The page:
The number one concern expressed to us by the people we coach is how to get more sales. Within the context of coaching, more specifically, it is about “How can I, personally, sell my company’s products better?” The business owners tell us that they want their listeners to understand their huge complicated product story, and have it reduced to a simple, apt message for the prospect. While there are some positives you can address in your selling process, you can also unknowingly, un-sell yourself, so this article includes addressing that acute possibility.

We say there are four principles to successful selling – which anyone can follow.

0. The Normal Stuff

First, let’s deal with all the obvious stuff that you already know: show up on time, dress appropriately; don’t talk too much; don’t put down competitors; don’t criticize the way the prospective customer operates; etc. Having got that out of the way, the three main principles to successful sales interviews1 are as follows:

1. Let the Prospect go through the Pain

If the prospective clients are allowed to re-enact the hurt they feel, they will reach a repeating pain threshold and dearly look to you for a solution. All you have to do is listen. If they hurt, they will want to be offered a cure. You need to have a few key questions to help them go down that painful remembrance road on their own. THEN
YOU MUST LISTEN. Do not attempt to jump in with a solution or explain how appropriate your product is. The following pain-experiential questions must be asked and answered, in one form or another. “What is it that concerns you?” “How does it manifest itself?” “In what way does it hold you back?” “When that happens, how does it make you feel personally?” “What would you like us to do?” “What results would you expect us to
deliver to you?” (Even if you think you know the answer, let the prospects phrase it for you. Remember, we all like to buy but nobody likes to be sold to.) With the prospects driving the selling process you will quickly get to the aptness of your product as it applies to their situations.

2. Know your Prospects’ Limitations or Situation

If your prospect has a budget limitation of $10,000 and your services cost $30,000 you may be wasting everybody’s time. (However, by going through the pain first, often, many prospects will find a way to come up with the
$30,000.) If your prospect needs delivery by the end of the month and your ability to provide is four months away – ditto. If your prospect expects you commit to delivering a specific result, you must make that commitment. Cover all such limiting deal-breakers in as gentle a way as you can.

3. Know your Sensitivities

Think of the questions you hope the prospect would never ask. These usually are unique to each vendor company. For example imagine that you have only have had two customers for this product so far. Perhaps you might dread them asking “Who else is using it?” It really doesn’t matter what your sensitivities are, we all have them. Our advice is to sit with your associates and list all such sensitivities and then, with the objectivity of the group assisting you, come up with a plausible response to the relevant question. In the case of the limited application above, your group might formulate the answer: “So far we have two companies using our product. One has saved $10,000 already as a result and the other is projecting $15,000 savings.” Whatever the reply is, it must be truthful.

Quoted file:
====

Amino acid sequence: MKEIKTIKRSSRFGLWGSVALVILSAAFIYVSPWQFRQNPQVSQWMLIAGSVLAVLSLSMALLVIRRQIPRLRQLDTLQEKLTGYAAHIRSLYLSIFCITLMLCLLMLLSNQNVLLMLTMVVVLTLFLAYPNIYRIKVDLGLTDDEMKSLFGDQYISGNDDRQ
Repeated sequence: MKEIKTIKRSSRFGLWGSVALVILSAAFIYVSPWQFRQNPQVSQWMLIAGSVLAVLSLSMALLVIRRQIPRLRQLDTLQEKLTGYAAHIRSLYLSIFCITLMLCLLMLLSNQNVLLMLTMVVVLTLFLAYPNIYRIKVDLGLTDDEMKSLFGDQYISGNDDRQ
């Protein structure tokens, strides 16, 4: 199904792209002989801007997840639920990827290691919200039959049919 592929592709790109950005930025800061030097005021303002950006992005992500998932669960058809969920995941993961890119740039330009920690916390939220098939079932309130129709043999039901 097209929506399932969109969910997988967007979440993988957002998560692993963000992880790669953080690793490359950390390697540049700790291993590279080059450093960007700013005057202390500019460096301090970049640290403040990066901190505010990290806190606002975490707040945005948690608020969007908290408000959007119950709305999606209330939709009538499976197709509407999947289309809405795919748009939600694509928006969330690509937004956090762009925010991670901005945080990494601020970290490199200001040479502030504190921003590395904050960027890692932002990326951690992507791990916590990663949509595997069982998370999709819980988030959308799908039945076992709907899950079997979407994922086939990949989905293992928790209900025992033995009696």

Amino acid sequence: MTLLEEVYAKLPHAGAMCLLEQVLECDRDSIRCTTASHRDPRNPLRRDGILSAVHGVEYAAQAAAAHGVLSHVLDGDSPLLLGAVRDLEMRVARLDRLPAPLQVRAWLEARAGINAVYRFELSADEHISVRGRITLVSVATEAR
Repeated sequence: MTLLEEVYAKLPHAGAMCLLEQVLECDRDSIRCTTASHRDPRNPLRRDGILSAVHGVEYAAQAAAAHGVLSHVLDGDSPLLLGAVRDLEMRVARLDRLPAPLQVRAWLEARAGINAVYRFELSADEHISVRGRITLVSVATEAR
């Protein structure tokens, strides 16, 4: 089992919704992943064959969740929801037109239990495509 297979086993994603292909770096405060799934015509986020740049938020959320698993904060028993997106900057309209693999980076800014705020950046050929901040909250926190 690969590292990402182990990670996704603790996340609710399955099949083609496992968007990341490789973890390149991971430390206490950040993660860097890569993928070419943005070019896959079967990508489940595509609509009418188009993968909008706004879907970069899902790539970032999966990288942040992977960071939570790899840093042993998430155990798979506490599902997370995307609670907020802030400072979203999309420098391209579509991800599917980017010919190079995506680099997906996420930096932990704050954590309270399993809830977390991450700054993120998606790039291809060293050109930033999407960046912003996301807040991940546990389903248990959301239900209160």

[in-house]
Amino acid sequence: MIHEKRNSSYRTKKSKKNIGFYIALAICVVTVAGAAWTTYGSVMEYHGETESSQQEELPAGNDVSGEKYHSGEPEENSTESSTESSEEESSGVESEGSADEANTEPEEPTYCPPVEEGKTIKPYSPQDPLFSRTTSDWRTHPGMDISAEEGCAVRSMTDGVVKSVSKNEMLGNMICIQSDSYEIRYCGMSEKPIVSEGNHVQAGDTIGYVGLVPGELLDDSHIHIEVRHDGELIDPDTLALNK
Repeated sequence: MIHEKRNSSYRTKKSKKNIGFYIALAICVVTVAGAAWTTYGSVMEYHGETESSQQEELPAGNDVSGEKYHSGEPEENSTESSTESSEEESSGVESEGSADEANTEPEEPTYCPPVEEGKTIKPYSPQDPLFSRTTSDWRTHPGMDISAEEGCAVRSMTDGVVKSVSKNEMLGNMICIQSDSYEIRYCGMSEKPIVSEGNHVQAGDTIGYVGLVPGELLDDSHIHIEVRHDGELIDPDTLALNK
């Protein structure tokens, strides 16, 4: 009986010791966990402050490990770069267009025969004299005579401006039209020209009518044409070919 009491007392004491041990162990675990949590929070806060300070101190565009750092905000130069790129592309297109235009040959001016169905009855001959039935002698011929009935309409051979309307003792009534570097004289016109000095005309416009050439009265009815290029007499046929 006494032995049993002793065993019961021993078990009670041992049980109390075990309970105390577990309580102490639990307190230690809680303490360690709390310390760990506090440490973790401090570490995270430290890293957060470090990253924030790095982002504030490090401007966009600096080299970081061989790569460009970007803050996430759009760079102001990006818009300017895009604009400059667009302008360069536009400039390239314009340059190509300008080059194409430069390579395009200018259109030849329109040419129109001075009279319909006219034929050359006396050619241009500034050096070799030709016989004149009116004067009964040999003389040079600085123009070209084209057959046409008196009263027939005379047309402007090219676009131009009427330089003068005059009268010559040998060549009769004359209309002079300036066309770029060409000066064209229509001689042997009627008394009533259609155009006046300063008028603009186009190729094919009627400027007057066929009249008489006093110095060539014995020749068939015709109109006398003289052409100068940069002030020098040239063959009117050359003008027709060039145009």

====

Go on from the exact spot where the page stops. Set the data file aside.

4. The Un-Selling Dilemma

Here’s the clincher. The prospect wants to hire you!!!!!! They are praying and hoping that you can deliver what they want. They brought you in for the sales meeting with the goal in mind of hiring you if you could help them. They really want you if you can operate within their limitations. They desperately need someone to solve the problem and they believe that you could be that person. Otherwise you wouldn’t be sitting in front of them. People are far too selfish to give you their time, just to hear your story. They might even have spent a lot of money (i.e. time) getting you this far in the sales process – culling, discussing and now interviewing you. So what we are saying here
is that it is no longer about selling yourself because in their minds your product is already sold to them. The sales interview, from your perspective, should be about ensuring you do not unsell yourself. That is, you are not trying to win them, you are making sure you don’t lose them.

Has this ever happened to you? You wanted to buy something. You had already made up your mind to make the purchase. Then after five minutes with the salesperson you became so disenchanted with the individual, you decided to go elsewhere to buy. That salesperson un-sold the merchandise. This is precisely what you want to avoid at the sales meeting; you do not want the prospect going to the next person in line because you have turned a wrong phrase, said too much, or whatever.

The rule is, say no more than is asked. Answer completely but no more. Ask them if you provided enough detail. Every extra word (no matter how elegant, how clever, how appropriate, how necessary or how erudite you may think it is) creates one more opportunity for the prospects to be turned off. Why would you ever want to take that risk? You wouldn’t and you shouldn’t.

So, in summary:

1. Encourage your prospects to express their pain
2. Discover your prospects’ limitations
3. Know your own sensitivities
4. Know when to stop talking

Good luck with the sale!